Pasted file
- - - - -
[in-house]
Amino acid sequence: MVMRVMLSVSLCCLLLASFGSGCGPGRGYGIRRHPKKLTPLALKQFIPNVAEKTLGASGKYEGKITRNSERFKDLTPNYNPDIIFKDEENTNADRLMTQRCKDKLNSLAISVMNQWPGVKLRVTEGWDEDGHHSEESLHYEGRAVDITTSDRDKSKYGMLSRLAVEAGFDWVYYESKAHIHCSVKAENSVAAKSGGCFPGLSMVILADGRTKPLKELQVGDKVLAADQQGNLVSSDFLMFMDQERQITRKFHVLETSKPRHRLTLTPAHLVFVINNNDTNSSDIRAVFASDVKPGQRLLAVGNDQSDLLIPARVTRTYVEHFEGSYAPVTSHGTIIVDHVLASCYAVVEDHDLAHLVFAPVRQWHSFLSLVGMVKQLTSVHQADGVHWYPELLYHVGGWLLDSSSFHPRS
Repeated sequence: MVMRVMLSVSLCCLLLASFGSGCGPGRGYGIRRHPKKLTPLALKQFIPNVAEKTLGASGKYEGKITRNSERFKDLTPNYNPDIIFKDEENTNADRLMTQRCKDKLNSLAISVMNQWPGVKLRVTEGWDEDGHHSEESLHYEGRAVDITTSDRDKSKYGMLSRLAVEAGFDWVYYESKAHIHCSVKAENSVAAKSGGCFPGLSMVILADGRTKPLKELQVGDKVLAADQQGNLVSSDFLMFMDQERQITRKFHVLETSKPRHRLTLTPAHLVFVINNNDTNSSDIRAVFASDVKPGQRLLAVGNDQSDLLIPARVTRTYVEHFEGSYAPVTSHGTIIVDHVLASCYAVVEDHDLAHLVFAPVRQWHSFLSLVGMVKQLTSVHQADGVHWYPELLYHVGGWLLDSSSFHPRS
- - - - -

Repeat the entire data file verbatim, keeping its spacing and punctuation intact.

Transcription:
[in-house]
Amino acid sequence: MVMRVMLSVSLCCLLLASFGSGCGPGRGYGIRRHPKKLTPLALKQFIPNVAEKTLGASGKYEGKITRNSERFKDLTPNYNPDIIFKDEENTNADRLMTQRCKDKLNSLAISVMNQWPGVKLRVTEGWDEDGHHSEESLHYEGRAVDITTSDRDKSKYGMLSRLAVEAGFDWVYYESKAHIHCSVKAENSVAAKSGGCFPGLSMVILADGRTKPLKELQVGDKVLAADQQGNLVSSDFLMFMDQERQITRKFHVLETSKPRHRLTLTPAHLVFVINNNDTNSSDIRAVFASDVKPGQRLLAVGNDQSDLLIPARVTRTYVEHFEGSYAPVTSHGTIIVDHVLASCYAVVEDHDLAHLVFAPVRQWHSFLSLVGMVKQLTSVHQADGVHWYPELLYHVGGWLLDSSSFHPRS
Repeated sequence: MVMRVMLSVSLCCLLLASFGSGCGPGRGYGIRRHPKKLTPLALKQFIPNVAEKTLGASGKYEGKITRNSERFKDLTPNYNPDIIFKDEENTNADRLMTQRCKDKLNSLAISVMNQWPGVKLRVTEGWDEDGHHSEESLHYEGRAVDITTSDRDKSKYGMLSRLAVEAGFDWVYYESKAHIHCSVKAENSVAAKSGGCFPGLSMVILADGRTKPLKELQVGDKVLAADQQGNLVSSDFLMFMDQERQITRKFHVLETSKPRHRLTLTPAHLVFVINNNDTNSSDIRAVFASDVKPGQRLLAVGNDQSDLLIPARVTRTYVEHFEGSYAPVTSHGTIIVDHVLASCYAVVEDHDLAHLVFAPVRQWHSFLSLVGMVKQLTSVHQADGVHWYPELLYHVGGWLLDSSSFHPRS